State lotteries have a net benefit for public services.
Most state lotteries earmark the revenue generated for specific purposes, and the most common is education. Billboards and television spots in California have often touted the lottery’s benefits for education; Virginia used to print that claim on the back of its lottery tickets. Introducing the “North Carolina Education Lottery” in 2005, then-Gov. Mike Easley promised that “we will be adding another half billion dollars annually for education.”
There's never a good reason to play the lottery.
Whenever a drawing for a big jackpot nears, leading to a high tide of ticket sales, there is inevitably a flurry of media commentary admonishing those who buy in. "It's not harmless entertainment," warned a 2016 Minnesota Star Tribune editorial. "It's an immoral diversion of money that could be better spent." An illustrated Vox feature caricatured "the 10 types of people who buy lottery tickets," from "the Educated Fool" to "the Kid that Just Turned 18."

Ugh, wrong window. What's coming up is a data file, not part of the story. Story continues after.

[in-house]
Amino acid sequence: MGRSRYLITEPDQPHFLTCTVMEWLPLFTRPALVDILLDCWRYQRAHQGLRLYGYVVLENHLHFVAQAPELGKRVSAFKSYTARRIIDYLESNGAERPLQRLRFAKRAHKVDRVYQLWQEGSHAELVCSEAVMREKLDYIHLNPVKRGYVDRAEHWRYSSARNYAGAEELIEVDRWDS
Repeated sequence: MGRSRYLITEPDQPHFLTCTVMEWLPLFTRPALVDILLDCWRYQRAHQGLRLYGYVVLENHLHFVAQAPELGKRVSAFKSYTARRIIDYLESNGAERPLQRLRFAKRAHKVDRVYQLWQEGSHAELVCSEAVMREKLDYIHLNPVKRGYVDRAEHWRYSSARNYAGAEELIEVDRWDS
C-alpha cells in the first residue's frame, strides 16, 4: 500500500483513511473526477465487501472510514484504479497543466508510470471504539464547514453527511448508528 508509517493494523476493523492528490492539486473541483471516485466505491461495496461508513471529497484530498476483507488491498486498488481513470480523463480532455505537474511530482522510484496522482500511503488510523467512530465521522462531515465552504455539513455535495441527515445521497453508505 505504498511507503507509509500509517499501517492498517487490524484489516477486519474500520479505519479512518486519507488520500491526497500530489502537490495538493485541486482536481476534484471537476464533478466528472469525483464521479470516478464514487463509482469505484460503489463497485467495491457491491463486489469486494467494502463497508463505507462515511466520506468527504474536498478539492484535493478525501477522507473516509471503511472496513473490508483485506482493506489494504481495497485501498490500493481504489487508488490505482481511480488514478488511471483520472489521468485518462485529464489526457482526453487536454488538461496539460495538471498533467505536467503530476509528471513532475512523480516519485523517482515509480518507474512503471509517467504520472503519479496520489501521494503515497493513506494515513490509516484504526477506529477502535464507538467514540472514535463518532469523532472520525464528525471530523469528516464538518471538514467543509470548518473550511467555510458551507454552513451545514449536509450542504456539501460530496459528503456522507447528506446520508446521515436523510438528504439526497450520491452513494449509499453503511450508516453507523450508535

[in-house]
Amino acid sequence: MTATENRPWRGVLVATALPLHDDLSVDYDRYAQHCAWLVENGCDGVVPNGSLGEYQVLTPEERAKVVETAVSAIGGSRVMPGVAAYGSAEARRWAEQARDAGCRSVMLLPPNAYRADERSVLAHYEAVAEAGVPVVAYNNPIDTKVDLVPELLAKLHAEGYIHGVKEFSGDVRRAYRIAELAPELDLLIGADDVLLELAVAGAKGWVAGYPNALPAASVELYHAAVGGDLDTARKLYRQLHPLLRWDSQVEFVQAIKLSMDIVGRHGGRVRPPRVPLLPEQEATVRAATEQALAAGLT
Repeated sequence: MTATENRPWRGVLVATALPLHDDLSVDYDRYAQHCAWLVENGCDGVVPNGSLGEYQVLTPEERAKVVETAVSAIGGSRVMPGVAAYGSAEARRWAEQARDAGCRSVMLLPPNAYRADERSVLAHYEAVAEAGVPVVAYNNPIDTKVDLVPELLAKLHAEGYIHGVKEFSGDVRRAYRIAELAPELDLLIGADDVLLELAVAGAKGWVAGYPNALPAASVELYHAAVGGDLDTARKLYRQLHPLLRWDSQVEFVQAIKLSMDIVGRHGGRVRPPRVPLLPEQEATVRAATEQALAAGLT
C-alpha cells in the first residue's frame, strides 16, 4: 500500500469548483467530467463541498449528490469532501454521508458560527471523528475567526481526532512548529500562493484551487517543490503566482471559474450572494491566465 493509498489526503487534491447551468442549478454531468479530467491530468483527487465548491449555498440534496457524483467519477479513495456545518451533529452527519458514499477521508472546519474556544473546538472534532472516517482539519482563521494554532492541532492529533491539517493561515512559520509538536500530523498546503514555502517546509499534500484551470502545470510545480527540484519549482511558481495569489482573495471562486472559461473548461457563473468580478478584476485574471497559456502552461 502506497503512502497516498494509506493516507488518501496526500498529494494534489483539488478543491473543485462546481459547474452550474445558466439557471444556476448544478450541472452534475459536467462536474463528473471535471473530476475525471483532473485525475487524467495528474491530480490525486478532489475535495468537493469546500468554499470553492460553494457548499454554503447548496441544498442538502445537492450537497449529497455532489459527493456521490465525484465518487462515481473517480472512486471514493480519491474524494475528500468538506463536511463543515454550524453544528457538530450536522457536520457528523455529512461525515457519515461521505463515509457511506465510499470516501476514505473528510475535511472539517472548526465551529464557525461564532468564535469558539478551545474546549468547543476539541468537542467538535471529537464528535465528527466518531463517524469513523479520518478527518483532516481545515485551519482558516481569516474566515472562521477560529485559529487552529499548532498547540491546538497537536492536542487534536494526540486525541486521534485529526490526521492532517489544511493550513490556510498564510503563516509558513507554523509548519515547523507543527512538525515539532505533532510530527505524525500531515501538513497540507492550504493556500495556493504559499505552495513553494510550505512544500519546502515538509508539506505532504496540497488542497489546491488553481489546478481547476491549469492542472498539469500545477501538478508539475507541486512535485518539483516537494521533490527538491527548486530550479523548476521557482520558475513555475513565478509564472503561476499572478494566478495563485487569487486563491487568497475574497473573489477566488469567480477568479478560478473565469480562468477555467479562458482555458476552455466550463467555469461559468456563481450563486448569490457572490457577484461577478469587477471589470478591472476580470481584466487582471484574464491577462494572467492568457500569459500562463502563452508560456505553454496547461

But there are plenty of reasons to play the lottery. For many, the game offers their only chance of dramatically changing their economic circumstances. Lottery purchases tend to rise when the economy is bad and are especially concentrated among people with low education, the jobless and those collecting government benefits. My own research found that making people feel poor by asking them to report their yearly income on a scale on which most came out low (e.g., 0-$100,000, $101,000-$250,000, etc.) led them to purchase almost twice as many lottery tickets with money they received for participating in the study than those made to feel rich. Low-income individuals are also especially likely to use the lottery to buy consumer goods, such as televisions, refrigerators, washers and dryers that they would otherwise have trouble financing.
For most players, lotteries provide psychological benefits, and much more cheaply than psychotherapy or a Caribbean holiday. Though poor people spend a larger fraction of their income playing the lottery, lotteries are popular among all income groups. Indeed, a 2016 Gallup poll found that while 40 percent of lower-income respondents reported buying a state lottery ticket in the past year, 53 percent of upper-income people did. About 7 percent of Americans report that they have a problem with gambling, but for everyone else, the occasional indulgence of a ticket licenses pleasant fantasies at a relatively modest cost.